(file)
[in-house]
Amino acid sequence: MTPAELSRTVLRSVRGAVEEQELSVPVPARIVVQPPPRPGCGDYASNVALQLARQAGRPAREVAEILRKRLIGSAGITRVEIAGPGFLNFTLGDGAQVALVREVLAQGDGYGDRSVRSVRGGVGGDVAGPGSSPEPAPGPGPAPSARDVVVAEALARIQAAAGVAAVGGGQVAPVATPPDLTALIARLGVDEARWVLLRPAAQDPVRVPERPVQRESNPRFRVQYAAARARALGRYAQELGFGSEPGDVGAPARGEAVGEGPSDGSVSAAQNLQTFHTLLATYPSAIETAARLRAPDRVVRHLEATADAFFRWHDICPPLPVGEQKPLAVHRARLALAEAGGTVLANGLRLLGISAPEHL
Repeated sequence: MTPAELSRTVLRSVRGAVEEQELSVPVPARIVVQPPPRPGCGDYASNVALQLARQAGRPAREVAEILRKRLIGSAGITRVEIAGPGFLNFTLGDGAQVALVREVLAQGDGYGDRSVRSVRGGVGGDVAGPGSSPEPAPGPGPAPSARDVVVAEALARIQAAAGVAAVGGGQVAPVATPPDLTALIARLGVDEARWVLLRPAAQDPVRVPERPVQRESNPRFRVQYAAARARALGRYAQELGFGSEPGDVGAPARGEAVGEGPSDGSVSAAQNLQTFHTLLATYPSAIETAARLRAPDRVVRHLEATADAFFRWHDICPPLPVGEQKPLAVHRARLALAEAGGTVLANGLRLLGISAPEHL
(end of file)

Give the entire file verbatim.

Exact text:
[in-house]
Amino acid sequence: MTPAELSRTVLRSVRGAVEEQELSVPVPARIVVQPPPRPGCGDYASNVALQLARQAGRPAREVAEILRKRLIGSAGITRVEIAGPGFLNFTLGDGAQVALVREVLAQGDGYGDRSVRSVRGGVGGDVAGPGSSPEPAPGPGPAPSARDVVVAEALARIQAAAGVAAVGGGQVAPVATPPDLTALIARLGVDEARWVLLRPAAQDPVRVPERPVQRESNPRFRVQYAAARARALGRYAQELGFGSEPGDVGAPARGEAVGEGPSDGSVSAAQNLQTFHTLLATYPSAIETAARLRAPDRVVRHLEATADAFFRWHDICPPLPVGEQKPLAVHRARLALAEAGGTVLANGLRLLGISAPEHL
Repeated sequence: MTPAELSRTVLRSVRGAVEEQELSVPVPARIVVQPPPRPGCGDYASNVALQLARQAGRPAREVAEILRKRLIGSAGITRVEIAGPGFLNFTLGDGAQVALVREVLAQGDGYGDRSVRSVRGGVGGDVAGPGSSPEPAPGPGPAPSARDVVVAEALARIQAAAGVAAVGGGQVAPVATPPDLTALIARLGVDEARWVLLRPAAQDPVRVPERPVQRESNPRFRVQYAAARARALGRYAQELGFGSEPGDVGAPARGEAVGEGPSDGSVSAAQNLQTFHTLLATYPSAIETAARLRAPDRVVRHLEATADAFFRWHDICPPLPVGEQKPLAVHRARLALAEAGGTVLANGLRLLGISAPEHL